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Sci - Tech
 

Grunts, not technology, win wars: Historian

Sunday - Aug 01, 2010, 04:46pm (GMT+5.5)
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Washington (ANI) - The "grunts"- American troops on the ground-have been better than technology in winning wars, says military historian John C. McManus in a new book about America's ground forces.

The foot soldier has been the most indispensible - and most overlooked - factor in wartime victory, says McManus in his new book, 'Grunts: Inside the American Infantry Combat Experience, World War II Through Iraq'.

Published by NAL, an imprint of Penguin, the book is scheduled for an Aug. 3 release.

In the book, McManus, an associate professor of U.S. military history at Missouri University of Science and Technology, examines 10 pivotal battles over the past six decades - from the 1944 fight on the island of Guam to today's counterinsurgency combat in Iraq - and concludes that the skills and courage of American troops were the deciding factor in each.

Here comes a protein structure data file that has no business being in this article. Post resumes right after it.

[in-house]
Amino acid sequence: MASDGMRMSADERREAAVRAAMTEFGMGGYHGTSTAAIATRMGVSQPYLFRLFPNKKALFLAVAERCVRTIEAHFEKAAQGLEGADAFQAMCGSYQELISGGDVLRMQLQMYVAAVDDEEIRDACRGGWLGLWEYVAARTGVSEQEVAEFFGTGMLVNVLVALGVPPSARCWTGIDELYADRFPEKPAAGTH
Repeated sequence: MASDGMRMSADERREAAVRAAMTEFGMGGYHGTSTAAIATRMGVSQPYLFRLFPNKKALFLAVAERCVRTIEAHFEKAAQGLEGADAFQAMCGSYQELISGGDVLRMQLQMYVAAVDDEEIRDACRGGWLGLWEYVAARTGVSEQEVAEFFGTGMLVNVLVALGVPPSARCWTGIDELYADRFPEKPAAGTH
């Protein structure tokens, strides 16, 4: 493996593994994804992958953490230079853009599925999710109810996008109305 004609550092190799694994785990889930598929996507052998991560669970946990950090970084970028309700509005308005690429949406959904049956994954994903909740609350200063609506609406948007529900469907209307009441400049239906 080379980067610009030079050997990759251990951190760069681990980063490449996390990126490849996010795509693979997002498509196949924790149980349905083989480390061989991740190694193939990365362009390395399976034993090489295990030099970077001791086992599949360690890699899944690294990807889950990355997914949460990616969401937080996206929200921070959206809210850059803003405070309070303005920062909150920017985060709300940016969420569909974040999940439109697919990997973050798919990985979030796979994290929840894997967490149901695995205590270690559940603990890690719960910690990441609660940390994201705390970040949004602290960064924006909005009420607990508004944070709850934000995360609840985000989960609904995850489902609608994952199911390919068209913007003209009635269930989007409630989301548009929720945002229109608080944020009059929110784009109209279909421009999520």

"The true difference makers in wars will be the soldiers on the ground. Now, they need a lot of support, and the technology makes a difference. But in the end, who tips the balance? The guy on the ground," said McManus.

McManus has also suggested that U.S. policymakers adjust military policy to strengthen the infantry.

Policymakers "tend to shrink from the realities of war. It's brutal, it's vulgar, it's violent, it's wasteful, and it tends to be fought on the ground," said McManus.

Despite the increasing reliance on technology in modern military action - from aerial drones to global positioning systems - ground troops continue to play an important role, said McManus.

"It's only natural that Americans would look toward our strengths, and technology is a strength. But at exactly the time the ground soldiers were supposed to become obsolete, the exact opposite has happened.

"Based on what's happened in very recent history, I don't believe this will change. I believe we need to shape our national policy" to emphasize the importance of infantry," he added.





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